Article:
03 Feb 2022

Punky Pletan-Cross: The Community Beacon

Hale Kipa
As told to Timothy Schuler | Images by Josiah Patterson | Source: Hale Season 7

No‘ono‘o ‘o Punky Pletan-Cross i kona ‘oihana, ‘ane‘ane e piha he 52 makahiki, he alaka‘i ‘ana i nā ‘ahahui hana lawelawe pilikanaka no ka ho‘omaika‘i ‘ana i ka nohona o ka po‘e ‘ōpiopio a me ko lākou mau ‘ohana.

I grew up in Grand Forks, North Dakota, in a neighborhood where there was a lot of violence and a lot of trauma. I was incredibly aware of that early on. Over the course of high school and college, I had a series of jobs. I worked at a mission one summer as a truck driver and cook, dealing with homeless adults. I spent a year working nights in an emergency room. I became very committed to civil rights.

During the Vietnam War, I went into Volunteers in Service to America (VISTA), the domestic Peace Corps. VISTA sent me to Massachusetts, where I was originally a street outreach worker. There weren’t any resources for kids in the early ’70s, so we organized an agency and started a 24-hour drop-in center and crisis hotline.

Hale Kipa

In 1984, my dad died. Coming to Hawai‘i was on his bucket list, so as an homage to him, my wife and I came to Hawai‘i to fulfill that dream and returned every year for 13 years. Hawai‘i has always had a mystical quality for me. I used it as a healing place. I came back in ’97 and saw a posting for a position at Hale Kipa. I interviewed with the board, was offered the job, and we moved here in February of ’98.

Hale Kipa means House of Friendliness. Geared primarily, but not exclusively, to youth and young adults, we are an agency providing a range of services related to child welfare, juvenile justice, and children’s mental health. Services range from emergency shelter to foster care to family and individual therapy. We have a program for victims of commercial sexual exploitation and a street outreach program in Waikīkī that works with homeless adolescents and young adults.

I would describe our population as those who have experienced a significant and profound amount of trauma in their lives. Hale Kipa is a trauma-informed agency, which means we see almost everything we do through the lens of trauma and the way that trauma impacts people. We see people as their stories, not their behaviors. Twenty-five years ago, trauma was not at the core of any of the work any of us were doing. We were one of the early adopters of a trauma-informed approach here in Hawai‘i. We see behaviors as coping mechanisms. These are individuals who are trying to find a way to soothe the pain they have.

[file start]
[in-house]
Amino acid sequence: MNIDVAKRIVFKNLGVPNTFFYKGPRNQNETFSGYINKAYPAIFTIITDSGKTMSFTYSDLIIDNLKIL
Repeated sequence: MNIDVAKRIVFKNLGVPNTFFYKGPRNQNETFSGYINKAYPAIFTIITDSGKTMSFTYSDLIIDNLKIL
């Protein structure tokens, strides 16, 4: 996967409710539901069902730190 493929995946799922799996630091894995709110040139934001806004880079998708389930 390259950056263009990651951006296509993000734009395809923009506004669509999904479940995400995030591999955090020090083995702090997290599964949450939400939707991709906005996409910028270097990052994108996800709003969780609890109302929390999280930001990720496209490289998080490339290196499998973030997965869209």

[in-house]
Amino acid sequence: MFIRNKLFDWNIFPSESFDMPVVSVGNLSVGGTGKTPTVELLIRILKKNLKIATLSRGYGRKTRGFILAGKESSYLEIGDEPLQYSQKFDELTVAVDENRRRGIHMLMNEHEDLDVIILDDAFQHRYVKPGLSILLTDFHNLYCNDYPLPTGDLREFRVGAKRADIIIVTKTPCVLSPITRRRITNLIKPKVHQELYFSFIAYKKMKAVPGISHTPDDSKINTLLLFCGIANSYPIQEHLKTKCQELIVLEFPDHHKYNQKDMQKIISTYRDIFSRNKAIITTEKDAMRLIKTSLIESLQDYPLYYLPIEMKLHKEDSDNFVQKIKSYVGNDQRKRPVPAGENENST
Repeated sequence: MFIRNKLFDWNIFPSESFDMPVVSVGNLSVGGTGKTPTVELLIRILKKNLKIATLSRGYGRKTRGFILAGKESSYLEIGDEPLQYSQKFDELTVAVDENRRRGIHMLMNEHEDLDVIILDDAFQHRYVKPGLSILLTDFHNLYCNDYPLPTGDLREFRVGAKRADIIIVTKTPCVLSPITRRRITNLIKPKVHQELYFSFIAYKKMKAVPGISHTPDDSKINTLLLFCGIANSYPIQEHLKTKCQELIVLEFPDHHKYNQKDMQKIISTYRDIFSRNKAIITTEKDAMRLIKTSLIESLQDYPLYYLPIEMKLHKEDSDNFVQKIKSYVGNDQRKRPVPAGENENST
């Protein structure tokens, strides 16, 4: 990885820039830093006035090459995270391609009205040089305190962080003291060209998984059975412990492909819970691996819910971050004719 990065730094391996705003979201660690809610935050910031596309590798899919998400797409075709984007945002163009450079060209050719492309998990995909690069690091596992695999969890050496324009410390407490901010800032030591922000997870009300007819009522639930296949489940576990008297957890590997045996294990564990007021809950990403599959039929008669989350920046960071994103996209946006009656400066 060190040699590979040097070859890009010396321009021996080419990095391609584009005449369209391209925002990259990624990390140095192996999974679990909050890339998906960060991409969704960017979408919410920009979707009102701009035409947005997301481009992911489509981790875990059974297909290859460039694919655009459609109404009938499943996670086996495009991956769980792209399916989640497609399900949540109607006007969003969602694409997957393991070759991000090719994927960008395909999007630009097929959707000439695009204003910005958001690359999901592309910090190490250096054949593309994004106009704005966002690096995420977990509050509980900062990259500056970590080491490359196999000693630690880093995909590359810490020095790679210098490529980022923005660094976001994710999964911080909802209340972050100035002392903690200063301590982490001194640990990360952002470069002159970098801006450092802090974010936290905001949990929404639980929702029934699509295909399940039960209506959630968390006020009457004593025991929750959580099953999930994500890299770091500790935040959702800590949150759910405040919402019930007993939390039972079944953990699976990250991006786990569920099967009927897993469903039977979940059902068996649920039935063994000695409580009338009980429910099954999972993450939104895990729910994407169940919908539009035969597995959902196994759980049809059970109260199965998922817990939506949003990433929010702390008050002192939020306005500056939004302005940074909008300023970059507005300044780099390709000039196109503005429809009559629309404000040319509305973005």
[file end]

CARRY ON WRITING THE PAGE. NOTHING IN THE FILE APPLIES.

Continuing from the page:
Hale Kipa

When I got to Hale Kipa, I implemented a paid-time-off plan because if you’re doing this really tough work, you’ve got to find a way to rejuvenate. Our primary tool for doing the work that we do is ourselves, so if we’re not healthy, we can’t be there for the people we’re supposed to serve. One of the people on my leadership team asked me last Friday, what keeps you up at night? And I said, “Nothing.” I developed an ability a long time ago to know what I can control. In January 2020, Hale Kipa moved into its new home in ‘Ewa Beach. Our goal for being in ‘Ewa is to be a player in the community. We want to be a partner to the schools. We want to be involved in meetings and advocacy efforts. The pandemic shut it all down. So when I retire, the thing that’s still on the table, the big unfinished goal that I would have had, is to do the outreach. I’m a community organizer by nature.

I will have spent almost 52 years as a CEO when I retire at the end of the year. There is a sense of responsibility that is fundamental to being a CEO. I don’t think you are ever not in that role. I have felt a very strong pull to spend the time I have left really enjoying life. COVID has really reinforced that. I have this intuitive sense that there are right times to do things. It’s not a matter of a plan but more of a gut feeling. We’re in a really good place as an agency, and that’s a great time to walk away.

Punky Pletan-Cross has served as CEO of Hale Kipa, a nonprofit agency that works with at-risk youth throughout the State of Hawai‘i, since 1998. He lives in Kailua with his wife, Cris Pletan-Cross, and their dog, Pearl.

To learn more, visit halekipa.org


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